10 Million Miles
Grammy Award winner Patty Griffin's songs are put to ineffective use in this new musical about a road trip.
The latest example of the genre is 10 Million Miles, now receiving its world premiere at the Atlantic Theater Company. The show is directed by Michael Mayer, this year's Tony Award winner for his work on Spring Awakening, which began its theatrical life at the Atlantic last June.
10 Million Miles is built around the pre-existing songs of two-time Grammy Award winner Patty Griffin, with only a small percentage of new numbers having been written expressly for this project. The songs are wonderful on their own terms, but they function very poorly as musical theater numbers. Over and above their lack of dramatic thrust, several of them contain numerous vocal pauses and rests, thereby presenting the performers with the unfair challenge of trying to "act through" a continuing series of dead spaces. Time and again, someone will sing a lyric line and then there will be four, five, or six beats of vocal rest before the next entrance. It's all rather annoying.
The framework for the songs, as written by playwright Keith Bunin, is as simple as a fried pie: Good ol' boy Duane (Matthew Morrison) and his on-again, off-again girlfriend Molly (Irene Molloy) climb into a pickup truck and embark on a road trip from the Southern tip of Florida to Upstate New York, taking some geographical and emotional detours along the way. It's not a bad setup, but Bunin's book is short on dramatic conflict, to say the least.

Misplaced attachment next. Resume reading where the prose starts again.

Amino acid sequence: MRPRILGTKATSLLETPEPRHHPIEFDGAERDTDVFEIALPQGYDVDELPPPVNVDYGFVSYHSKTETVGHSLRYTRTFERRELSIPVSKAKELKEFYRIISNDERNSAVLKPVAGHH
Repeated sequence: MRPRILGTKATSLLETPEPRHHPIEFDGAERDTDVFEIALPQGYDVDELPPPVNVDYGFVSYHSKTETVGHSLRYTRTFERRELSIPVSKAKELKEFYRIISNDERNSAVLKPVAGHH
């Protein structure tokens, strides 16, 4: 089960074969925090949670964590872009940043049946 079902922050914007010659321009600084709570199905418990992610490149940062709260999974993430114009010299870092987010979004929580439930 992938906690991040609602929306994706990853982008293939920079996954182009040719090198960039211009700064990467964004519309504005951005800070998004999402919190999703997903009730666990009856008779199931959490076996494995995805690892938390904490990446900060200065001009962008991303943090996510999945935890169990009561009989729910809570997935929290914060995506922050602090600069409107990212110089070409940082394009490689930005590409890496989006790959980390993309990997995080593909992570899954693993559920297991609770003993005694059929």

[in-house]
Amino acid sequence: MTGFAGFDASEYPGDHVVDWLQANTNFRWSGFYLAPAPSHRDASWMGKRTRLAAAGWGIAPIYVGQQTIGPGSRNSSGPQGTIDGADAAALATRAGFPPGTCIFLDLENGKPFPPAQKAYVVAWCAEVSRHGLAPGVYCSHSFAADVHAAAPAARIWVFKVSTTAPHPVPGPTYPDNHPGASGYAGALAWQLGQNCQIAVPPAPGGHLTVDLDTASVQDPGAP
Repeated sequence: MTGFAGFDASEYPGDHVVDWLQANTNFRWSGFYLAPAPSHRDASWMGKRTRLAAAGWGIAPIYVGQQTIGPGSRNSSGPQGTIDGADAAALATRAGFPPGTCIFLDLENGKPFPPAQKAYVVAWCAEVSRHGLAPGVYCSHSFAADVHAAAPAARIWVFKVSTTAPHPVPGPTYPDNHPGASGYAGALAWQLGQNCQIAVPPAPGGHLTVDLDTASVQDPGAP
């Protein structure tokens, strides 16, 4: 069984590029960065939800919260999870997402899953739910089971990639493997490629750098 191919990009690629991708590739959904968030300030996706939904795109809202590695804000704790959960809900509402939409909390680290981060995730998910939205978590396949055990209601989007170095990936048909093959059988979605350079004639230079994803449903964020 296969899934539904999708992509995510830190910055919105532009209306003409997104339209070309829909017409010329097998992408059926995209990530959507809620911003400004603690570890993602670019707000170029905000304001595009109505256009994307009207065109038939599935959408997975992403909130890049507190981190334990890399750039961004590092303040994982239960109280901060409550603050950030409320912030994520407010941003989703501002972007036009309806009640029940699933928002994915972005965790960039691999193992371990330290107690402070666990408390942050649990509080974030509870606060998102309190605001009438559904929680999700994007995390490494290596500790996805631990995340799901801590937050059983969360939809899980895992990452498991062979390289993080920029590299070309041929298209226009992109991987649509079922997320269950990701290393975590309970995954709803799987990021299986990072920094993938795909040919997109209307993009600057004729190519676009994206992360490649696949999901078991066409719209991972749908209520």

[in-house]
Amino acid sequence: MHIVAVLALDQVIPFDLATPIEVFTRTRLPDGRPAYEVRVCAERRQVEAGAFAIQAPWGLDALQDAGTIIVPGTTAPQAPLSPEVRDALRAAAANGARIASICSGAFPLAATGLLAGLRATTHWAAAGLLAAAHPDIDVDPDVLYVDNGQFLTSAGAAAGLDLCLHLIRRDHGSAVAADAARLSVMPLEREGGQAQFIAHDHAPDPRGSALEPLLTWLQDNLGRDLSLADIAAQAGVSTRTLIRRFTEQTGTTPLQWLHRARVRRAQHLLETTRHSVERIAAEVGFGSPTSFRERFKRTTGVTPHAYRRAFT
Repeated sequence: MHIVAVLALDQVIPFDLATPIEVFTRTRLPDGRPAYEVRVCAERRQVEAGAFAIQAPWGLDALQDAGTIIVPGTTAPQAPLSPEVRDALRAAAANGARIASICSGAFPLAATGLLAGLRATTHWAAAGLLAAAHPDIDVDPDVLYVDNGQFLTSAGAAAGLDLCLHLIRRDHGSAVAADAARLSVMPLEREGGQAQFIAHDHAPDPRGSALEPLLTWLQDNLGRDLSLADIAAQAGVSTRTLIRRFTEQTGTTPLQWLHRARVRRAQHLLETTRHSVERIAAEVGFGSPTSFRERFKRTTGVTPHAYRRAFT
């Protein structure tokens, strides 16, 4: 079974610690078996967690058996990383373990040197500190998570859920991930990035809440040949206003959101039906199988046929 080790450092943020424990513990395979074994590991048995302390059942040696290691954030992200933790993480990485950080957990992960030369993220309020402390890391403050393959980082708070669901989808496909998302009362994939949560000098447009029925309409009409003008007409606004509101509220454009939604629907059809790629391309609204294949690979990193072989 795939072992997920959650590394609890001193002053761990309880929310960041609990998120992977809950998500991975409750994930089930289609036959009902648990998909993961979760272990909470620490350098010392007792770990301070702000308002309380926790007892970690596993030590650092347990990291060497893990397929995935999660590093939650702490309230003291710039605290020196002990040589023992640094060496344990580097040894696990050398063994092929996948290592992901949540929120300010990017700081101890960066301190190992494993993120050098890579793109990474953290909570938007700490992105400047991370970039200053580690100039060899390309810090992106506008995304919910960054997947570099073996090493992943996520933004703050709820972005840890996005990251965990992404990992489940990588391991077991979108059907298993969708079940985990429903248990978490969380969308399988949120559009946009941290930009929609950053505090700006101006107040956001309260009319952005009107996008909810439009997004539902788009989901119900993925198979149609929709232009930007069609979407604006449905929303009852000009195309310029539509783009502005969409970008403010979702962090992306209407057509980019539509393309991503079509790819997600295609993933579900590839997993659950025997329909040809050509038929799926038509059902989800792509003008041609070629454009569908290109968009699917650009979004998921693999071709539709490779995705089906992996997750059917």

On the plus side, the show has four aces in its cast. Morrison and Molloy are just right as Duane and Molly, singing soulfully and setting off so many sparks with their delivery of the dialogue -- not to mention their passionate, open-mouthed kisses -- that it's clear why these two can't quit each other. Mare Winningham and Skip Sudduth contribute lovely character sketches of the various relatives, friends, and strangers whom Duane and Molly meet on their journey. (Winningham's rendition of the song "Making Pies" is one of the show's highlights.)
Aided by the lighting of Jules Fisher and Peggy Eisenhauer, set designer Derek McLane effectively depicts I-95 and various locales including a motel room, Duane's mother's house, the boardwalk in Atlantic City, and a hospital. The show's major prop, the pickup truck, looks authentic, but it is distractingly moved about by stagehands instead of hydraulics. Musical director Tim Weil is responsible for the excellent arrangements and orchestrations of the songs; good work is also done by sound designer Brian Ronan and costume designer Michael Krass.